December 26, 2005

Limits To Presidential Authority

This is an extremely coherent and logical analysis of the issues invloved in the recent exposure of state-authorized eavesdropping of Americans.

Did Bush Roll Past the Legal Stop Signs?

December 24, 2005

An Enigma That is Indian Cricket

Sourav Ganguly today was included in the Indian team that will tour Pakistan in Jan-Feb 2006.

This is what Kiran More, the chairman of selectors, said on December 10, when Ganguly was dropped for the third test against Sri Lanka:

The situation is that I don't want Ganguly at number six. We want Yuvraj to play there. He has done well, and we don't want to have Sourav in the team and put him in the reserve.

And Kiran More on December 24:

We got Sourav back because we needed some experience for the tough tour. The Pakistan team is well prepared and we needed to pick the best combination.

These two statements, made within two weeks of each other by the same person, bring out all the contradictions in and the unsavoriness of the powers that run Indian cricket.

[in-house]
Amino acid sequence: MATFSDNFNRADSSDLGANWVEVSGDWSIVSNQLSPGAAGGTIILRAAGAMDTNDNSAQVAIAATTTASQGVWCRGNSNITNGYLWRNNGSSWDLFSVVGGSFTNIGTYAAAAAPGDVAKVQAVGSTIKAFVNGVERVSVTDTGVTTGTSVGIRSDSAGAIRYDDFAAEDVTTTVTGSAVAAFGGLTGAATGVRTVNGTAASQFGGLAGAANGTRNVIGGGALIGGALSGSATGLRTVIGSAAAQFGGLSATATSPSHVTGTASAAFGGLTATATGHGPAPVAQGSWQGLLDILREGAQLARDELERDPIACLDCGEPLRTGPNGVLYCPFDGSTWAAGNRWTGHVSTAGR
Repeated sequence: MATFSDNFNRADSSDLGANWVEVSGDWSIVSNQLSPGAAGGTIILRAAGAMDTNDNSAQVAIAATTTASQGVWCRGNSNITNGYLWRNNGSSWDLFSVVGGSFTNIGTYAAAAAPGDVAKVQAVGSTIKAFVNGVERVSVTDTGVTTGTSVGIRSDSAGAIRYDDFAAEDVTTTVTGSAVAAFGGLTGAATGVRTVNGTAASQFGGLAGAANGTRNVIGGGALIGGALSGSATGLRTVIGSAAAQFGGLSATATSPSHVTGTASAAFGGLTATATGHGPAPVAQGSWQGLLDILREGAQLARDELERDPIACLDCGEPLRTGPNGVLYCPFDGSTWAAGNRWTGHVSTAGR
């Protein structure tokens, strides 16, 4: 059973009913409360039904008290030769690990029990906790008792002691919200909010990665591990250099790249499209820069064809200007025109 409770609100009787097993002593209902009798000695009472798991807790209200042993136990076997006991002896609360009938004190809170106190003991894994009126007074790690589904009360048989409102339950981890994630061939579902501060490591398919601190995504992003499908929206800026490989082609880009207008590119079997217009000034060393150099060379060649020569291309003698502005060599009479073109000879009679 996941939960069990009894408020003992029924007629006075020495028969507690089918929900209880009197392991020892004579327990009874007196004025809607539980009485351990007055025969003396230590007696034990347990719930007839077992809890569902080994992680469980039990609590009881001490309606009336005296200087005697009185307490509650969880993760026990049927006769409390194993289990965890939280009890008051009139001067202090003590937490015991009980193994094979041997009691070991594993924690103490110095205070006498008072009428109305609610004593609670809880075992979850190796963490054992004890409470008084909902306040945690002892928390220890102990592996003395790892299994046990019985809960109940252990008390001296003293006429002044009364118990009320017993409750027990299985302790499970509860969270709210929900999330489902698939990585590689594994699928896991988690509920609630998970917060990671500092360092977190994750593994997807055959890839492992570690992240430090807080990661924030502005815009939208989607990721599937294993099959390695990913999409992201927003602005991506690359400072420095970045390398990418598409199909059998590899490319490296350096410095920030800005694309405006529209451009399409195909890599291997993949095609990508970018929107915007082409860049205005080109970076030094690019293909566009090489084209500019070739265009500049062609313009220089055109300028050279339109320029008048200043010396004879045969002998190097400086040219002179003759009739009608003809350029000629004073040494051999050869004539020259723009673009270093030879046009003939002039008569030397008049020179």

I am not commenting here on the merits of Sourav Ganguly's inclusion here. Whether he should be included or not is a different matter altogether. (You can get an idea of my thinking on this here.) I am concerned here only with how things transpired and what that means.

More says, on December 10th, Ganguly is unlikely to find a place in the playing eleven and it is, for unexplained reasons, not desirable to have in the team but not in the playing eleven. On December 24th, he says we wanted to pick the best team for the tough series against Pakistan, suggesting that picking the best team is a conditional endeavor, decided by the toughness of a given series. The laughability of all this embarrassingly obvious.

Three comebacks, umpteen questions

Of course, More was forced to say these things by the actions that were taken by his committee. Contradiction lies not in the words, but in the actions. It is an open secret that Ganguly's inclusion was decided by those who have no business opining on selection matters. The fact that there is a committee given the job of selecting the team means that those outside this committee should not interfere with their deliberations. That goes for even the president of the board. Any person can only act within the purview of his authority, as determined on paper. However extensive that authority is, he has no business interfering with anything not included in that authority. Just as the Prime Minister has no business telling anything to the election commission, the president of BCCI has no business talking to the selectors.

This episode once again brings out into the open the unprofessional ways and the rampant cronyism that fester the Board of Control for Cricket in India.

December 22, 2005

India's Convincing Series Victory Over Sri Lanka

Today India completed their successful campaign against Sri Lanka by winning the test series 2-0.

Score Card